Photos are by Maru:

We put the two portfolios out on white tables and went through the prints one by one with Bonnie Stacy, the Museum's curator.

Taking masks off for a second, we held one up I took of Keith's Field in 1993.

We then went upstairs to the library for me to sign a donor's form.

This gave me a chance to ask some questions of Bonnie: how the prints would be stored, whether they would show them, and so on. She showed us a couple of galleries that would be suitable for my work and said they were considering some ideas about putting them on display.

I then signed the "Deed of Gift "form ceding the prints to the Museum, giving permission to use them in any way they wished, including selling them, but I retain the copyright. This simply means that while they now owned the original prints from the show 25 years ago I retained the rights to use and own the imagery.

Then we left. Thanks to Maru for her help throughout this project

So that's the end of the story of donating prints I made 25 years ago to a museum on Martha's Vineyard, Massachusetts.  

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Topics: New England,Martha's Vineyard,Analog,Black and White

Permalink | Posted October 8, 2020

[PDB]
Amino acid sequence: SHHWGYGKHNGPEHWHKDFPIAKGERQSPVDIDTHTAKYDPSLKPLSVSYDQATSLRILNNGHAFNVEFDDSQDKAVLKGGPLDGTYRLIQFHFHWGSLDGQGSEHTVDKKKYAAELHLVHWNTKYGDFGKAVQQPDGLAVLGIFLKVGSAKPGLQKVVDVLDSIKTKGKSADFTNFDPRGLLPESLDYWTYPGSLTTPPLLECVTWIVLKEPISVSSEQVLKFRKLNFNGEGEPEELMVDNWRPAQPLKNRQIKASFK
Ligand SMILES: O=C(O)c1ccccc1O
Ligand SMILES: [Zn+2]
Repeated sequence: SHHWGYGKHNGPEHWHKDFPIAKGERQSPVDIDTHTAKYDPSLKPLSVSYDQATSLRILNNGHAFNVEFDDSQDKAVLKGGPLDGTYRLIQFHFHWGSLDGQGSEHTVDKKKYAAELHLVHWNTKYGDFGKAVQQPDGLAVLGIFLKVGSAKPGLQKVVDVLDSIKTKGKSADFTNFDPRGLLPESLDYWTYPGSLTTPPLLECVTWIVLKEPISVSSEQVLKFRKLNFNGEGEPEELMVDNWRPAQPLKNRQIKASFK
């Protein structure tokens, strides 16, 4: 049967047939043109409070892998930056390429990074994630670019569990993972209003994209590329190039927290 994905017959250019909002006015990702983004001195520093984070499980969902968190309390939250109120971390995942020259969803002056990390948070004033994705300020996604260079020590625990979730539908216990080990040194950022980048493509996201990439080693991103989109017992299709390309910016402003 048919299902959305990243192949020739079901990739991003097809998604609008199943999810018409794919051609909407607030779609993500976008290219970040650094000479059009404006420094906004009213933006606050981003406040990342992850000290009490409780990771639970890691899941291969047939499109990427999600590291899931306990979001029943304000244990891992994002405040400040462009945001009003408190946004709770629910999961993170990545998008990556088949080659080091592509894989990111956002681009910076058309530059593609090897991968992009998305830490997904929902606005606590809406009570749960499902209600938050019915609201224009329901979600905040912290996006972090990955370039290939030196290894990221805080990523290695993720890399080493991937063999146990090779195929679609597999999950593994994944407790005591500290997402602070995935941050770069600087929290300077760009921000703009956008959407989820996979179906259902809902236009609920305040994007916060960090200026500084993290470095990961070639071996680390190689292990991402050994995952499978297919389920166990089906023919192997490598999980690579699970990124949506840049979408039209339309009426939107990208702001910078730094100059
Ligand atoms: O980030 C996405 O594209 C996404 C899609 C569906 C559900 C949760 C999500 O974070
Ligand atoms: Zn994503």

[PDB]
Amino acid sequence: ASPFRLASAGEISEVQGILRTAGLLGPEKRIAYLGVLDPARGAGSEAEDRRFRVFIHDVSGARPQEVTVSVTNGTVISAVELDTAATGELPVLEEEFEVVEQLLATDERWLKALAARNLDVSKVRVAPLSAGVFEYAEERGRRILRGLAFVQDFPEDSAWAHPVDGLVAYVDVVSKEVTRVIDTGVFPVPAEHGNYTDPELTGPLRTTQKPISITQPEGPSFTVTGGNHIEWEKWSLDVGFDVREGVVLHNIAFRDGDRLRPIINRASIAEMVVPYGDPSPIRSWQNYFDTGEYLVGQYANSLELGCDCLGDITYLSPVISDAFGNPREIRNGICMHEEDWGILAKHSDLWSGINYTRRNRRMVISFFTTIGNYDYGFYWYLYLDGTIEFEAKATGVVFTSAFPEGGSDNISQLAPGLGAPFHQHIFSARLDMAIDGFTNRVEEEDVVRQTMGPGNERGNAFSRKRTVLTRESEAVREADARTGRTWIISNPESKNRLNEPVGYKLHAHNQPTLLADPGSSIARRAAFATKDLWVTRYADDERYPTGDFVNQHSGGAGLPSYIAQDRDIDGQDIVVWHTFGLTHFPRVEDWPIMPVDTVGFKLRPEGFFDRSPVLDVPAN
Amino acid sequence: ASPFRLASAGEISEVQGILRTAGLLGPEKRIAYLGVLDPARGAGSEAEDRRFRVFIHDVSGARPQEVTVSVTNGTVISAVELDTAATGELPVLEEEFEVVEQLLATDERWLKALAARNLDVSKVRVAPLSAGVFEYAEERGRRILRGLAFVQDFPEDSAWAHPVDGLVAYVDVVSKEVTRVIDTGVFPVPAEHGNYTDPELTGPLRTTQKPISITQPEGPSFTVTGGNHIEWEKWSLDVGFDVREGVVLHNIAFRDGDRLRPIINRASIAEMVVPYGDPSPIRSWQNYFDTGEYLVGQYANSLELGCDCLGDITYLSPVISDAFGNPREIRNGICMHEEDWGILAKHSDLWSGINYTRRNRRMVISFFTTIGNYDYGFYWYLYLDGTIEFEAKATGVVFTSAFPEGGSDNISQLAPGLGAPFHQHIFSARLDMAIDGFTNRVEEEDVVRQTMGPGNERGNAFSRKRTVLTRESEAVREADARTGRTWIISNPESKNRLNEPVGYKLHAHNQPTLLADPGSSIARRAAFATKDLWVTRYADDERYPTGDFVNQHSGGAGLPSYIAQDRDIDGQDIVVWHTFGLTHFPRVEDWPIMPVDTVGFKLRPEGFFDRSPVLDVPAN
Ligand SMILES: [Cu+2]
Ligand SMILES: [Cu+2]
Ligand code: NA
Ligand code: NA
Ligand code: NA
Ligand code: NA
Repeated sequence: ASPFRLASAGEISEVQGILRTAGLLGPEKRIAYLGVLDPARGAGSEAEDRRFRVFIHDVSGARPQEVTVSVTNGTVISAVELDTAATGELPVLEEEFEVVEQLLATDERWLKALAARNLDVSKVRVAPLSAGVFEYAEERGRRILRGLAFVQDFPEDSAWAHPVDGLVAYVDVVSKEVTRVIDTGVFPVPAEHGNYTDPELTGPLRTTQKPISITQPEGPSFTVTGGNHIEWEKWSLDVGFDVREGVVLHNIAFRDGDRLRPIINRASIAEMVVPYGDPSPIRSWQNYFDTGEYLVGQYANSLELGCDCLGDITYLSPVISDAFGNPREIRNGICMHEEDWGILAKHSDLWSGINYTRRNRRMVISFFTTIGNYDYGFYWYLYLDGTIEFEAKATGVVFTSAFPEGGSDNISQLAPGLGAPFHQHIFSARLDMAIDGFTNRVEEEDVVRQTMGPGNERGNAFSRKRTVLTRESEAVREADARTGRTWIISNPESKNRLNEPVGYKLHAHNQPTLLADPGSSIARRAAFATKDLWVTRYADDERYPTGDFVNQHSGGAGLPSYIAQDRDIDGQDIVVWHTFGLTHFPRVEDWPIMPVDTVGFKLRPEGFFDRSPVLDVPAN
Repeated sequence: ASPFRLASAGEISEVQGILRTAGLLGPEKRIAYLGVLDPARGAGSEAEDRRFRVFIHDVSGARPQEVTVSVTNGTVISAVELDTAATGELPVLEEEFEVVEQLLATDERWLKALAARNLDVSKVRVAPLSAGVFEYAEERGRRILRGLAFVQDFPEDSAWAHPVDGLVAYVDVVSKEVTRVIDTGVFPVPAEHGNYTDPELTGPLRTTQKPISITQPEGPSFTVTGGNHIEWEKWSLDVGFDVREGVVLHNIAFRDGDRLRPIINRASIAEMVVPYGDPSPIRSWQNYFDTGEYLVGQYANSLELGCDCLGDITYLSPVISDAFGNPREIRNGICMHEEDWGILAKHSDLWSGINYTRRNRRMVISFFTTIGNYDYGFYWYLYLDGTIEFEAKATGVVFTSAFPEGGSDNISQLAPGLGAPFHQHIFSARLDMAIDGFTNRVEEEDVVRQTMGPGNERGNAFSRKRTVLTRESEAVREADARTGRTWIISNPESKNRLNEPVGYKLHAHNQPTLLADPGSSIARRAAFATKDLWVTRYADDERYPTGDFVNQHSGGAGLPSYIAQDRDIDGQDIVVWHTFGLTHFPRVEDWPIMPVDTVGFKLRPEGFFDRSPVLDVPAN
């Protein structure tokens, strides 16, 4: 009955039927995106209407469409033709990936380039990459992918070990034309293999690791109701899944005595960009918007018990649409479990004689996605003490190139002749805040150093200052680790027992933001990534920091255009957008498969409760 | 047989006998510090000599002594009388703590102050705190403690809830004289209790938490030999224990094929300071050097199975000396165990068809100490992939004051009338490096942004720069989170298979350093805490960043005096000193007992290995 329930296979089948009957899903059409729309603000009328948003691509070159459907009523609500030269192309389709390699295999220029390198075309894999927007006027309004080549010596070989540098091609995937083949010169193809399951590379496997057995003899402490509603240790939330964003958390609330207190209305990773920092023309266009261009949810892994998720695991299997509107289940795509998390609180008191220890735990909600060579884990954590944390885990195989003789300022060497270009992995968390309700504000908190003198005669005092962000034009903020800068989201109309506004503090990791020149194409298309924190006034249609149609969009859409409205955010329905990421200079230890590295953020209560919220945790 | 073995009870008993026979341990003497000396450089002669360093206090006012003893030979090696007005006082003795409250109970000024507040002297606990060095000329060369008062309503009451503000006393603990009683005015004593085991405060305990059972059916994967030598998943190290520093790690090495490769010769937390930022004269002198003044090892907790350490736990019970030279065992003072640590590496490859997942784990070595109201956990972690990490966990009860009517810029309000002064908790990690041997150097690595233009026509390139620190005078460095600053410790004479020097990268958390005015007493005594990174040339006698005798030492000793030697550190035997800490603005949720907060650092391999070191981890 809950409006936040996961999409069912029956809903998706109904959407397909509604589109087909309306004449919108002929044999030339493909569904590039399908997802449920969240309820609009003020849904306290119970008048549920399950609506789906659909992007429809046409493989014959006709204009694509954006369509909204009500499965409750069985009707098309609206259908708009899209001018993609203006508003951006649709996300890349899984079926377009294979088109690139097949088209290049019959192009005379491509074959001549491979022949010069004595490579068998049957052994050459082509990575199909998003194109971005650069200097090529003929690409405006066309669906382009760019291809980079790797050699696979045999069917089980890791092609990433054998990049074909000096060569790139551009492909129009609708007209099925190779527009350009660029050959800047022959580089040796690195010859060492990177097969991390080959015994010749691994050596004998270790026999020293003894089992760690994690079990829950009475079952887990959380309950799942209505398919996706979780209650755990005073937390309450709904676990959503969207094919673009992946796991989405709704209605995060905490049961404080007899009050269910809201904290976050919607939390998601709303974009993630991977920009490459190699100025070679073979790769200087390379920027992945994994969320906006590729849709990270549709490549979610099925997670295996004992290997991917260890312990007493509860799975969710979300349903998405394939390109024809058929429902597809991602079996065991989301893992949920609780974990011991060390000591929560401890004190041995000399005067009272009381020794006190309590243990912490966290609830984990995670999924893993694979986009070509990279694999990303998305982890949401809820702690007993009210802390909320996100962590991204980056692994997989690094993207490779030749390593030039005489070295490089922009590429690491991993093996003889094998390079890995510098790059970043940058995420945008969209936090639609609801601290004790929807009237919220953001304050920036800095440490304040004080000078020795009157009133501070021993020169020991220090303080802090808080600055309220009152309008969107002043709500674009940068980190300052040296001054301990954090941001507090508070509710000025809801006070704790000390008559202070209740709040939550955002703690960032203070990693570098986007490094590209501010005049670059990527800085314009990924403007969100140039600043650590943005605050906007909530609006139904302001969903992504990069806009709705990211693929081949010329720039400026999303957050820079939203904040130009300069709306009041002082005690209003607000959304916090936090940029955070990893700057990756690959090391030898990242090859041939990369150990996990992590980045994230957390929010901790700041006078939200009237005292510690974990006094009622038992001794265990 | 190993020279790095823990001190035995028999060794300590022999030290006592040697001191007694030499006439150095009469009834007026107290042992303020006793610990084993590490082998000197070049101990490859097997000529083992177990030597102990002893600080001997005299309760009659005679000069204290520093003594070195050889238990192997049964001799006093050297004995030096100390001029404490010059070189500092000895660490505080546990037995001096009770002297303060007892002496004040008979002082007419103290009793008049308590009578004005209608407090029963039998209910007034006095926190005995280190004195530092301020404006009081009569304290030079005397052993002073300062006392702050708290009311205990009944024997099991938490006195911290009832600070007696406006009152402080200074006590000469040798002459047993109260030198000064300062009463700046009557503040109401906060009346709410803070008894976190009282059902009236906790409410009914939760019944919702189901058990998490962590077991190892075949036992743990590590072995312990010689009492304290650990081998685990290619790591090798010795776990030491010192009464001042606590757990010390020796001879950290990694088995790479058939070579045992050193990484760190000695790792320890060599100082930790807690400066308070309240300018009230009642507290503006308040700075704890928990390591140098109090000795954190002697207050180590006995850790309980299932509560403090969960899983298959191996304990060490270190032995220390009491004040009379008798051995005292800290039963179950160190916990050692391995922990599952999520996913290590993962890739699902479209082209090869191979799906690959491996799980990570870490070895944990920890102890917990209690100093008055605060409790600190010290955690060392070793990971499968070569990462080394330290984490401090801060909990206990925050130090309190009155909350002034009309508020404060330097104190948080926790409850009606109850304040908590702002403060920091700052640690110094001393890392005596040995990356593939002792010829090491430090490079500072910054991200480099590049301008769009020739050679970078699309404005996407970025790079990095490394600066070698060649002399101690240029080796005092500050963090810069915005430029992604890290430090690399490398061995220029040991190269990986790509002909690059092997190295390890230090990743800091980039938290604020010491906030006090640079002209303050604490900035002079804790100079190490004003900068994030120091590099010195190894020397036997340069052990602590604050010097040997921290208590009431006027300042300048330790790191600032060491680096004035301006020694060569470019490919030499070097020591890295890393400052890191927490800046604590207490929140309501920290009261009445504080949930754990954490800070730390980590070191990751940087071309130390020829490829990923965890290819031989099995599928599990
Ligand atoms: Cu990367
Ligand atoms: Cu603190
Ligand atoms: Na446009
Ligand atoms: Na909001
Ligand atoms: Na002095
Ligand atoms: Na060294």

The Show 4

This post will conclude the series of articles about a show of my photographs at the Martha's Vineyard Museum in August 1995.

I applied for and was granted a sabbatical leave for the fall semester in 1994 and chose to spend it on the island. I rented a place just a few miles from the family   home,  choosing independence over staying with my mother. It was a good decision. Up early each day, out shooting all day, back as the light died, unloading and loading film holders when it was dark, only to repeat the next day. I was in heaven. One of the lessons I learned that fall was that if your source for making pictures is close by you can get more done.

By this time I had finished the VOLF project and was photographing on my own, knowing the show was coming up the next summer. That fall I probably shot 500 or 600 sheets of 8 x 10 film.

All that work edited down to 21 prints for the show in 1995. No way is that representative of what I did over the years 1988-1994. Just the very tip.

Finally, after the show I worked over the next couple of years to process and print my best images of the island from that period with the intention of getting the work published into a monograph, to no avail. One publisher said that the book was of "regional interest-only" and felt there would be too small a readership for a national press. Another didn't buy the tie-in with Atget's work of Paris in the early twentieth century. It was never clear to me that he'd ever heard of Atget's work.

Now the 21 prints from the show will go to the MV Museum for their archive. I have hopes for stewardship that will care for them, that will respect the work and my intention to make photographs that showed the island at a certain time in its history and development. I also hope they will store them well. I will mourn the loss of this work from my collection but, as we age, it is incumbent on us to part with work that can have a life under others' care.

Thanks for riding along on this journey about my work shown on the island of Martha's Vineyard in 1995.

Any comments welcome: Neal's email

Topics: Black and White,Analog,Northeast

Permalink | Posted October 1, 2020